Big Data and Business Intelligence – What’s the Difference?
Modern businesses are keen on leveraging any insights that could help them get ahead of their competition. As a result, it’s no surprise that data analytics tools and technologies are rapidly gaining popularity among all types of companies. Business Intelligence is one such advancement that more and more companies are embracing as a must-have business software system – but where does Big Data come in? On top of that, what key technology do you need to not only compile but analyze your important business data?
It’s a common misconception that Big Data and Business Intelligence are one and the same, or that either can be used to retrieve the statistics you need to drive growth in your organization. While there is some overlap between these technologies, it’s important to understand the differences between Big Data and Business Intelligence so you can determine exactly how to put your data to work for you in your business.
The term Big Data and Business Intelligence are often used interchangeably, but business intelligence is actually a subset of big data. It is the part of big data that is processed and analyzed in order to make informed business decisions and understand business processes. Even the tool used to store and analyze big data is different from a BI analytics tool in its design.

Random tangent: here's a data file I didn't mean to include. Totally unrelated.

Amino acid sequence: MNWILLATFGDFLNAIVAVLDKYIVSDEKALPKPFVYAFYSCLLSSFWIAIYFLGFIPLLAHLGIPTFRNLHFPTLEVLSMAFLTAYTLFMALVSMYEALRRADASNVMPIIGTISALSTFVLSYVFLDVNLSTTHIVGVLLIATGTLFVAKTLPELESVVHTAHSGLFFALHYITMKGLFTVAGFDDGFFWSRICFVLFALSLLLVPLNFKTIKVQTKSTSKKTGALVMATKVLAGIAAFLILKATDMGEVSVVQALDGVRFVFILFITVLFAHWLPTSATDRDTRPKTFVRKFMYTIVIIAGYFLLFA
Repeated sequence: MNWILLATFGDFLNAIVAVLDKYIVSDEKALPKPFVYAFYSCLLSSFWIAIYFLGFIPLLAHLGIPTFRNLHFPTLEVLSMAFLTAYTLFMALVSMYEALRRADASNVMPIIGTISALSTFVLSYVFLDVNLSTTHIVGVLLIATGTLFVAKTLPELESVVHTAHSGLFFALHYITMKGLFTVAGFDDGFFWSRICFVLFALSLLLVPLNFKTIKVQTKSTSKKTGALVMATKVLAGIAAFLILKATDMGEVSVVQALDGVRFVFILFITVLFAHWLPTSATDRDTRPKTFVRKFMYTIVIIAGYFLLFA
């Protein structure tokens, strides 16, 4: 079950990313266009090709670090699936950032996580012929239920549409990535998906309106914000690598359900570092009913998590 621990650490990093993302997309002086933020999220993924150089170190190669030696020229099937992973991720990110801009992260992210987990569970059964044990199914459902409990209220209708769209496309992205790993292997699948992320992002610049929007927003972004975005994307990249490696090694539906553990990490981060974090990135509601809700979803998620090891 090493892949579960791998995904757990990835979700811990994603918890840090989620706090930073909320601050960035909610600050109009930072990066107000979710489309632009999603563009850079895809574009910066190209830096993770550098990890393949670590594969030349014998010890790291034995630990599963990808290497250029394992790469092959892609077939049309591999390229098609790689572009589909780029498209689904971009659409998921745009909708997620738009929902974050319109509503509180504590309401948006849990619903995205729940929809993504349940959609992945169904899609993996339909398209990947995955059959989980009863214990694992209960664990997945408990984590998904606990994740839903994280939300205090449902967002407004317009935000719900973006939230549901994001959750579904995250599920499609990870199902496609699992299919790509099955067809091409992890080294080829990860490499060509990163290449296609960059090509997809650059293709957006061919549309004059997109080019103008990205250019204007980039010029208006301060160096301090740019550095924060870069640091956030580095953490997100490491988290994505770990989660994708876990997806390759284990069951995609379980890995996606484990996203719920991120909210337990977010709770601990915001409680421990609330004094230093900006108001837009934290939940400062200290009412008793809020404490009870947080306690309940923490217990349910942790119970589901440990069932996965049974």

Further in the article, you will learn more about big data, business intelligence, and what makes the two different from each other.
What is Big Data?
As its name suggests, Big Data is a collection of massive amounts of data, all of which is usually gathered from daily operations and business processes. The data is then stored in a repository, for future reference and use. When it comes to making business-related decisions, not all of the big data is relevant. Spending your time analyzing and utilizing all the information gained in the form of big data is not only impossible but would also be a huge waste of time.
What is Business Intelligence?
Business Intelligence is when we make use of the subsets of data that can give us important insights relevant to our business. The insights that we can actually use to make our business grow and find out the areas in which our business is lacking. The challenge is to determine which information from among the large pool of available information is worth looking into.
Business intelligence vendors have developed tools that enable organizations to ask the questions they want, for learning better about the performance of their business. The answer to every query is then facilitated by relevant data sets, wherein each query serves a purpose that includes but is not limited to analysis, prescriptive reviews, or predictive modeling/planning.
So what makes Big Data and Business Intelligence different from one another?
Understanding the difference between Big data and business intelligence can be tricky as there is a certain degree of overlap between the two concepts. However, to help you understand the two concepts better we have listed three points of difference between big data and business intelligence.